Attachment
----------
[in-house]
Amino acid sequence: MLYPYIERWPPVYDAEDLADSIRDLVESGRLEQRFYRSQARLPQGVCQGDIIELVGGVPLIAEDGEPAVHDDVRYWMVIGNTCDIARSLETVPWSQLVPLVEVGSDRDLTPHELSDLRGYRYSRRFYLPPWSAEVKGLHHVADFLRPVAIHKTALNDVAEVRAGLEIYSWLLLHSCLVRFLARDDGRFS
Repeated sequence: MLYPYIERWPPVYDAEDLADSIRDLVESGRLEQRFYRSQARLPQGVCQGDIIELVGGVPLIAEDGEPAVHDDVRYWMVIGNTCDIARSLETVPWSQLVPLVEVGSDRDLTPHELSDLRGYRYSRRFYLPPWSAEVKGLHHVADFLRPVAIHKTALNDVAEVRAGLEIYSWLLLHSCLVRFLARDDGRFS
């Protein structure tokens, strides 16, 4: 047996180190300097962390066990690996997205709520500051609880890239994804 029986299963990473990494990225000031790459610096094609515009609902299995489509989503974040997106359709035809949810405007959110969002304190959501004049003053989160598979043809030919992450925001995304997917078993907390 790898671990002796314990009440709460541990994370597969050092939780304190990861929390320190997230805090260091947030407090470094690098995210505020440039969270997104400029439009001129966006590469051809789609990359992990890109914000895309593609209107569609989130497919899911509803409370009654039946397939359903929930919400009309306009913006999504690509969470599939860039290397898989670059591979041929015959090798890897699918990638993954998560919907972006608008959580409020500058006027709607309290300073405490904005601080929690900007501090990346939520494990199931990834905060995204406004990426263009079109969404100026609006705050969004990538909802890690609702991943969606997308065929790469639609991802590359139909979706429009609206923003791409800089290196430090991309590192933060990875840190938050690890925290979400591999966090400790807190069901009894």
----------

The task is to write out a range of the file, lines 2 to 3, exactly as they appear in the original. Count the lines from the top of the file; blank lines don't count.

Amino acid sequence: MLYPYIERWPPVYDAEDLADSIRDLVESGRLEQRFYRSQARLPQGVCQGDIIELVGGVPLIAEDGEPAVHDDVRYWMVIGNTCDIARSLETVPWSQLVPLVEVGSDRDLTPHELSDLRGYRYSRRFYLPPWSAEVKGLHHVADFLRPVAIHKTALNDVAEVRAGLEIYSWLLLHSCLVRFLARDDGRFS
Repeated sequence: MLYPYIERWPPVYDAEDLADSIRDLVESGRLEQRFYRSQARLPQGVCQGDIIELVGGVPLIAEDGEPAVHDDVRYWMVIGNTCDIARSLETVPWSQLVPLVEVGSDRDLTPHELSDLRGYRYSRRFYLPPWSAEVKGLHHVADFLRPVAIHKTALNDVAEVRAGLEIYSWLLLHSCLVRFLARDDGRFS